James comes from the last generation that saw the clunky rise of the internet pre-social media, and it changed his life. “I met a lot of music friends online through the internet when I was around 15, 16, and then met them in person at SXSW,” he reveals. “They all lived in Austin so I went out, met all my homies, and I was like, 'Meeting people online is not scary how I thought it would be.'” While visiting Austin for SXSW as a 16-year-old eager to get better at creating electronic music, James and his friends snuck into a PC Music Showcase at Empire Control Room which featured a stacked lineup including Hannah Diamond, GFOTY, QT, SOPHIE, easyFUN, Danny L Harle and more.

James and his friends became the precursors for the harshly maximalist modern-day version of hyperpop, playing shows spearheaded by the elusive Simon Whybray, the mastermind behind London’s JACK parties which highlighted the best and weirdest pop music from the underground. James cut his teeth playing his first show at China Chalet when he was only 15 years old, and even performed in a SXSW showcase of his own. But the double life of being a suburban highschooler who moonlights as an artist steeped in an influential scene eventually came to an end upon graduation.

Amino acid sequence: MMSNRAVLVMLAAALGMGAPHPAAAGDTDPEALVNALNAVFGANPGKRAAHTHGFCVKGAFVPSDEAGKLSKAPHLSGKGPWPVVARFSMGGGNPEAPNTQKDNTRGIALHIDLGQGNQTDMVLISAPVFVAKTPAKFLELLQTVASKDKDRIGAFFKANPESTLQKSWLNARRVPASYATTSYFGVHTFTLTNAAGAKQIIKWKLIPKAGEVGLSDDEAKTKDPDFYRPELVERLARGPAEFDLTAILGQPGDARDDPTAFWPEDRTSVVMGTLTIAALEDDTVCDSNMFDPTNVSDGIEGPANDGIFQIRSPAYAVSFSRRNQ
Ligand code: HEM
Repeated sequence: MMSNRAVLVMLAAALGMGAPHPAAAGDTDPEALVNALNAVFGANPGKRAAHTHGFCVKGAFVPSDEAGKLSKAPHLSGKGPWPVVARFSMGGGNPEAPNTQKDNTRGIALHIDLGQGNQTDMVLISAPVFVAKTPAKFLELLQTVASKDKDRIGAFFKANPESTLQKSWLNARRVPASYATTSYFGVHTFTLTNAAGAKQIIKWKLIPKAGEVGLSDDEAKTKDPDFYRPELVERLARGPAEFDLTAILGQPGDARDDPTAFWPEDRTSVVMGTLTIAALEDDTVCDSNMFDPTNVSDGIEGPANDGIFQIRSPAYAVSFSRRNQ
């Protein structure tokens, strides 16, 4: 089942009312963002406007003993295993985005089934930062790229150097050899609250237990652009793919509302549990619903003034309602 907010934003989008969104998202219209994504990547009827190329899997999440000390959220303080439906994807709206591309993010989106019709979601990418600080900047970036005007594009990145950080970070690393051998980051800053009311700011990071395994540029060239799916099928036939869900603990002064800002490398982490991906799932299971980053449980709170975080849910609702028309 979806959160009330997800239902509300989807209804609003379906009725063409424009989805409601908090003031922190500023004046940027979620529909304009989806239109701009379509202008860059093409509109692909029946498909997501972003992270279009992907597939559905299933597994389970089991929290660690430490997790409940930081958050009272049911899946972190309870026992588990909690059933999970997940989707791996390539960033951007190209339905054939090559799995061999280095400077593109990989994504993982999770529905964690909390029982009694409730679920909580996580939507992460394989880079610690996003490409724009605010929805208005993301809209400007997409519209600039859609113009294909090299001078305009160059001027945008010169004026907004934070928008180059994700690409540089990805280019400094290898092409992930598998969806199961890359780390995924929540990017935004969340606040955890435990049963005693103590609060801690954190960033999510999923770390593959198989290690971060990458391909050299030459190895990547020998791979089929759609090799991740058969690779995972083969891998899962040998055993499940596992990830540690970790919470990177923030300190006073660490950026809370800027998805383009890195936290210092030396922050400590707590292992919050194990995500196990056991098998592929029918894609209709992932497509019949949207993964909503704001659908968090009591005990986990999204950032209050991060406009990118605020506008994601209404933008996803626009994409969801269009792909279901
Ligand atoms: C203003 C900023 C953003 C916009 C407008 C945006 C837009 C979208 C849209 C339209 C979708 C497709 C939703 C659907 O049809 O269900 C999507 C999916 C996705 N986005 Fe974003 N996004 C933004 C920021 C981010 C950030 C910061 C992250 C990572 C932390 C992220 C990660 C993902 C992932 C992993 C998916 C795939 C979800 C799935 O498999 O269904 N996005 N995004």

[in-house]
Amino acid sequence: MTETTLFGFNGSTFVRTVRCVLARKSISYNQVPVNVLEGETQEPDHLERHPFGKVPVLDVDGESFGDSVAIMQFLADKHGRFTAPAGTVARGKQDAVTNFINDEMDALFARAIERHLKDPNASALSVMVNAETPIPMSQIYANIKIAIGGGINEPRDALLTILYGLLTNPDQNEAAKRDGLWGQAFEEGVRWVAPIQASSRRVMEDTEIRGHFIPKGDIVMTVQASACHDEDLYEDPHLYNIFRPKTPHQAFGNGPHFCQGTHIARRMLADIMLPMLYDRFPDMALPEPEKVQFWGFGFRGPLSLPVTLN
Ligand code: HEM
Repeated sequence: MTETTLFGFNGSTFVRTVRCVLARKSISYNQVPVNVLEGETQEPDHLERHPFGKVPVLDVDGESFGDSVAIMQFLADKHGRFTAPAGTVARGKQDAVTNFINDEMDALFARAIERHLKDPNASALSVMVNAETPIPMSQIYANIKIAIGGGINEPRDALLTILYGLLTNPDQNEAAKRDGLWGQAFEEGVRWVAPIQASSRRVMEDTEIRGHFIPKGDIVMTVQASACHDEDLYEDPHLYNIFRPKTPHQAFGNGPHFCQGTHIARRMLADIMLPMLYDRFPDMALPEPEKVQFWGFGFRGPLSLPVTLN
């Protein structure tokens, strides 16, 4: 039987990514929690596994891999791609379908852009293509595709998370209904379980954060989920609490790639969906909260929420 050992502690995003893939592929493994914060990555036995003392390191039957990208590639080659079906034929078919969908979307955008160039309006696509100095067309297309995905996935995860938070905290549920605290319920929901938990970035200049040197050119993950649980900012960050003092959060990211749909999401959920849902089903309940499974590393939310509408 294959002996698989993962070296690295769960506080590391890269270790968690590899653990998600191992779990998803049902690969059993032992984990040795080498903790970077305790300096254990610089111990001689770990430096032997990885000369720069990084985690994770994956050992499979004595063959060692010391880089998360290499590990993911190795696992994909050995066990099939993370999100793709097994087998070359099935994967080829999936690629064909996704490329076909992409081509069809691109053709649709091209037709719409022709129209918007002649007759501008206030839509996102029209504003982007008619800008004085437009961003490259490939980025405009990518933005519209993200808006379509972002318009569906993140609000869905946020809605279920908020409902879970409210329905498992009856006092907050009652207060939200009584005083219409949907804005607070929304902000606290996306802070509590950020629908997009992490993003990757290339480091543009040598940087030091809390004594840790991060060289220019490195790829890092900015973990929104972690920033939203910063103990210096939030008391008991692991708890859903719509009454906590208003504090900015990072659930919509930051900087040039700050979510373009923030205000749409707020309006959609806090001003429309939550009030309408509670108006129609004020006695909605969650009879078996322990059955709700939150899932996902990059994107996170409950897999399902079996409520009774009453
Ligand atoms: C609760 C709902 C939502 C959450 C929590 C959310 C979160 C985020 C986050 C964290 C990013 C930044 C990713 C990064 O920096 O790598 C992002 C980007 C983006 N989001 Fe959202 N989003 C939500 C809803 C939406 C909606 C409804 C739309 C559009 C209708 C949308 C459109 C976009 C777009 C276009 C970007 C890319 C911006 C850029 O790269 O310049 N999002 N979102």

“Not to say that the scene was nerdy, but I think we were all very online. That was the thing. We were all internet people and internet nerds to some degree,” Ivy explains. “It was kind of hard when you come back from a show and you're at school and people are just doing high school shit.”

“That fizzled out towards when I was finishing up high school and then I was like, What do I do now? I started the James Ivy project and started singing. I was really bad at singing when I first started and then got a little bit better. I feel like electronic music wasn't what I wanted to make ultimately. It was still a great time and I still love electronic music, but it was not ultimately what I wanted to end up doing.”